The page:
Label the display (using debugging information) with	 the  filename
	   and	source line numbers corresponding to the object code or relocs
	   shown.  Only useful with -d, -D, or -r.

       -m machine
	   Specify the architecture to use when	 disassembling	object	files.
	   This	 can  be  useful  when disassembling object files which do not
	   describe architecture information, such as S-records.  You can list
	   the available architectures with the -i option.

       -M options
	   Pass	 target	 specific  information to the disassembler.  Only sup-
	   ported on some targets.  If it is necessary to  specify  more  than
	   one disassembler option then multiple -M options can be used or can
	   be placed together into a comma separated list.

	   If the target is an ARM architecture then this switch can  be  used
	   to  select  which  register	name  set is used during disassembler.
	   Specifying -M reg-names-std (the default) will select the  register
	   names as used in ARM's instruction set documentation, but with reg-
	   ister 13 called 'sp', register  14  called  'lr'  and  register  15
	   called 'pc'.	 Specifying -M reg-names-apcs will select the name set
	   used by the ARM Procedure Call Standard, whilst specifying -M  reg-
	   names-raw will just use r followed by the register number.

	   There  are  also  two  variants  on the APCS register naming scheme
	   enabled by -M reg-names-atpcs and -M reg-names-special-atpcs	 which
	   use	the  ARM/Thumb	Procedure  Call	 Standard  naming conventions.
	   (Either with the normal register  names  or	the  special  register

	   This	 option	 can  also  be used for ARM architectures to force the
	   disassembler to interpret all instructions as Thumb instructions by
	   using  the  switch --disassembler-options=force-thumb.  This can be
	   useful when attempting to disassemble thumb code produced by	 other

	   For	the  x86,  some	 of  the options duplicate functions of the -m
	   switch, but allow finer grained control.  Multiple selections  from
	   the	following  may	be  specified  as  a  comma  separated string.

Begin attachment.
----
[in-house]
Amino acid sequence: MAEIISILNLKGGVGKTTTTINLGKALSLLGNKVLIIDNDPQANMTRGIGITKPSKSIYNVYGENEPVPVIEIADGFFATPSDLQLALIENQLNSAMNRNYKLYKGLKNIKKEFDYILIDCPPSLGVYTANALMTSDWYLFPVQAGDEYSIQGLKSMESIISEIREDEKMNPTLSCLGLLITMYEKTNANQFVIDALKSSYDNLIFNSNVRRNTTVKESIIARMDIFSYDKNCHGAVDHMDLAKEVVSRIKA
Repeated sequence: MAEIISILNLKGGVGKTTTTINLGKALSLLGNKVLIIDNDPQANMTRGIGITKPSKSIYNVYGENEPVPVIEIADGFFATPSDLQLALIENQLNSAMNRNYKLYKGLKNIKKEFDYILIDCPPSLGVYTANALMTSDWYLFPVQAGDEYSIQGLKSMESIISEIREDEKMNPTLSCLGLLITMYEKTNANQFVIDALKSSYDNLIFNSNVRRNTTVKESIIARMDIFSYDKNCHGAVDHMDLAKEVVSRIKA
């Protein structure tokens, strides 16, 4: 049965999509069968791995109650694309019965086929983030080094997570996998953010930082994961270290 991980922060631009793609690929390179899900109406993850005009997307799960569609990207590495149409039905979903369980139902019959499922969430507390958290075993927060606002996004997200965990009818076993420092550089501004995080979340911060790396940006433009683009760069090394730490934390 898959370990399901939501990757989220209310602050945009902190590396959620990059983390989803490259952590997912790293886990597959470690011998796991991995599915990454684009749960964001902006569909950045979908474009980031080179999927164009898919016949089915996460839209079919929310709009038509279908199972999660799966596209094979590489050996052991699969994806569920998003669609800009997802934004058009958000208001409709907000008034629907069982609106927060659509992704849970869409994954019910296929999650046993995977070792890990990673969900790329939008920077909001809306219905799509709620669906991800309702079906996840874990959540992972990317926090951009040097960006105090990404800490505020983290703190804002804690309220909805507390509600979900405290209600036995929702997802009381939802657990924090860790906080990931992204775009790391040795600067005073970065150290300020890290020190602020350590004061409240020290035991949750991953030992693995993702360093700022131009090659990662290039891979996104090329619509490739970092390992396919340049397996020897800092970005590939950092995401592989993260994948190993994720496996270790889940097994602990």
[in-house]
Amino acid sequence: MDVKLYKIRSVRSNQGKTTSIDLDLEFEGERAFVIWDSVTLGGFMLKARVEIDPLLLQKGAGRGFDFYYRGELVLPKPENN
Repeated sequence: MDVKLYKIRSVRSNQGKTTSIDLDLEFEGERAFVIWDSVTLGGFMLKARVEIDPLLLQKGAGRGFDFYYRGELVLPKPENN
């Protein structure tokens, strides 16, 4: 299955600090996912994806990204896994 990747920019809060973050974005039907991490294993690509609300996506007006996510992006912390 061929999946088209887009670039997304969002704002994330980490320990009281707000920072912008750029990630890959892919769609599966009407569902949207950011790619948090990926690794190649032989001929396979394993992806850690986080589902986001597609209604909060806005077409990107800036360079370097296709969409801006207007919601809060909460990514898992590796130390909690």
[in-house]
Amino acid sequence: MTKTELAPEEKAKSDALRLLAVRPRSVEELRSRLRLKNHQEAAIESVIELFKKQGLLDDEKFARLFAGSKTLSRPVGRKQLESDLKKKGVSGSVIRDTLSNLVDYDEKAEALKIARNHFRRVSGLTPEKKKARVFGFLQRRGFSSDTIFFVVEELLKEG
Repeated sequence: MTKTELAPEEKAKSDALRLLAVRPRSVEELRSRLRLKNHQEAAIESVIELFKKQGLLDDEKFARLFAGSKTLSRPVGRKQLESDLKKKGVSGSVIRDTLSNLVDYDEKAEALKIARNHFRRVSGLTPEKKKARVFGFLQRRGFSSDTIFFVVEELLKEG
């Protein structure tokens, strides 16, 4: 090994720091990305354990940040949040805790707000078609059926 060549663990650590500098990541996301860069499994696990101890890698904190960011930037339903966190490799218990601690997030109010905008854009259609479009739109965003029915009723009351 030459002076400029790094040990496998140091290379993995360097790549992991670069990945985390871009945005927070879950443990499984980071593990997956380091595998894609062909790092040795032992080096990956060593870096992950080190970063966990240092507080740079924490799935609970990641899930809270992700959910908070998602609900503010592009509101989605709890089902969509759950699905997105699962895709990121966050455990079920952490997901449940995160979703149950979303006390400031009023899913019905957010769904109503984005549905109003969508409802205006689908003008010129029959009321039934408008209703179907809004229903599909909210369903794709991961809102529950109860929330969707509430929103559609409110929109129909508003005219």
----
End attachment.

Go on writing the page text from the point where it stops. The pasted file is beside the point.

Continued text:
x86-64, i386 and i8086 select disassembly for the  given  architec-
	   ture.  intel and att select between intel syntax mode and AT&T syn-
	   tax mode.  addr32, addr16, data32 and data16	 specify  the  default
	   address size and operand size.  These four options will be overrid-
	   den if x86-64, i386 or i8086 appear later  in  the  option  string.
	   Lastly,  suffix,  when  in AT&T mode, instructs the disassembler to
	   print a mnemonic suffix even when the suffix could be  inferred  by
	   the operands.

	   For	PPC,  booke,  booke32  and booke64 select disassembly of BookE
	   instructions.  32 and 64 select PowerPC and PowerPC64  disassembly,
	   respectively.  e300 selects disassembly for the e300 family.

	   For MIPS, this option controls the printing of instruction mnemonic
	   names and register names in	disassembled  instructions.   Multiple
	   selections from the following may be specified as a comma separated
	   string, and invalid options are ignored:

	       Print the 'raw' instruction mnemonic  instead  of  some	pseudo
	       instruction  mnemonic.	I.e., print 'daddu' or 'or' instead of
	       'move', 'sll' instead of 'nop', etc.

	       Print GPR (general-purpose register) names as  appropriate  for
	       the  specified ABI.  By default, GPR names are selected accord-
	       ing to the ABI of the binary being disassembled.

	       Print FPR (floating-point register) names  as  appropriate  for
	       the  specified ABI.  By default, FPR numbers are printed rather
	       than names.

	       Print CP0 (system control coprocessor; coprocessor 0)  register
	       names  as  appropriate for the CPU or architecture specified by
	       ARCH.  By default, CP0 register names are selected according to
	       the architecture and CPU of the binary being disassembled.

	       Print  HWR (hardware register, used by the "rdhwr" instruction)
	       names as appropriate for the CPU or architecture	 specified  by
	       ARCH.   By  default,  HWR  names	 are selected according to the
	       architecture and CPU of the binary being disassembled.

	       Print GPR and FPR names as appropriate for the selected ABI.

	       Print CPU-specific register names (CP0 register and HWR	names)
	       as appropriate for the selected CPU or architecture.

	   For	any  of the options listed above, ABI or ARCH may be specified
	   as numeric to have numbers  printed	rather	than  names,  for  the
	   selected  types of registers.  You can list the available values of
	   ABI and ARCH using the --help option.